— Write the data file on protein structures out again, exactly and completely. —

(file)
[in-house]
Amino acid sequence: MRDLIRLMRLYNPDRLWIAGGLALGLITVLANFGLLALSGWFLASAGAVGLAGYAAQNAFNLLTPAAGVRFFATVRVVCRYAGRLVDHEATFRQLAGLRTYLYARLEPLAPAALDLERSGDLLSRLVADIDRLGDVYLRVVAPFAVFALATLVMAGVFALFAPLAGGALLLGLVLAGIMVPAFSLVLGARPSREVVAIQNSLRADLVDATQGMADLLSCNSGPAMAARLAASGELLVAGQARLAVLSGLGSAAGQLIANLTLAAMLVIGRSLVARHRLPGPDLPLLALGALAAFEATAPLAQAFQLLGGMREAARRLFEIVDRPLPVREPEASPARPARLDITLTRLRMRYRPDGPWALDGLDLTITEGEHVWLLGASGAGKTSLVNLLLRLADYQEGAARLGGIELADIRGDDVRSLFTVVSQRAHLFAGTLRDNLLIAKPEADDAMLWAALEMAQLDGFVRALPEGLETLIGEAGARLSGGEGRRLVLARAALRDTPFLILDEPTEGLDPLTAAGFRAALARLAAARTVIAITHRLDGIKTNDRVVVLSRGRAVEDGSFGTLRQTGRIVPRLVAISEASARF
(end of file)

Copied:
[in-house]
Amino acid sequence: MRDLIRLMRLYNPDRLWIAGGLALGLITVLANFGLLALSGWFLASAGAVGLAGYAAQNAFNLLTPAAGVRFFATVRVVCRYAGRLVDHEATFRQLAGLRTYLYARLEPLAPAALDLERSGDLLSRLVADIDRLGDVYLRVVAPFAVFALATLVMAGVFALFAPLAGGALLLGLVLAGIMVPAFSLVLGARPSREVVAIQNSLRADLVDATQGMADLLSCNSGPAMAARLAASGELLVAGQARLAVLSGLGSAAGQLIANLTLAAMLVIGRSLVARHRLPGPDLPLLALGALAAFEATAPLAQAFQLLGGMREAARRLFEIVDRPLPVREPEASPARPARLDITLTRLRMRYRPDGPWALDGLDLTITEGEHVWLLGASGAGKTSLVNLLLRLADYQEGAARLGGIELADIRGDDVRSLFTVVSQRAHLFAGTLRDNLLIAKPEADDAMLWAALEMAQLDGFVRALPEGLETLIGEAGARLSGGEGRRLVLARAALRDTPFLILDEPTEGLDPLTAAGFRAALARLAAARTVIAITHRLDGIKTNDRVVVLSRGRAVEDGSFGTLRQTGRIVPRLVAISEASARF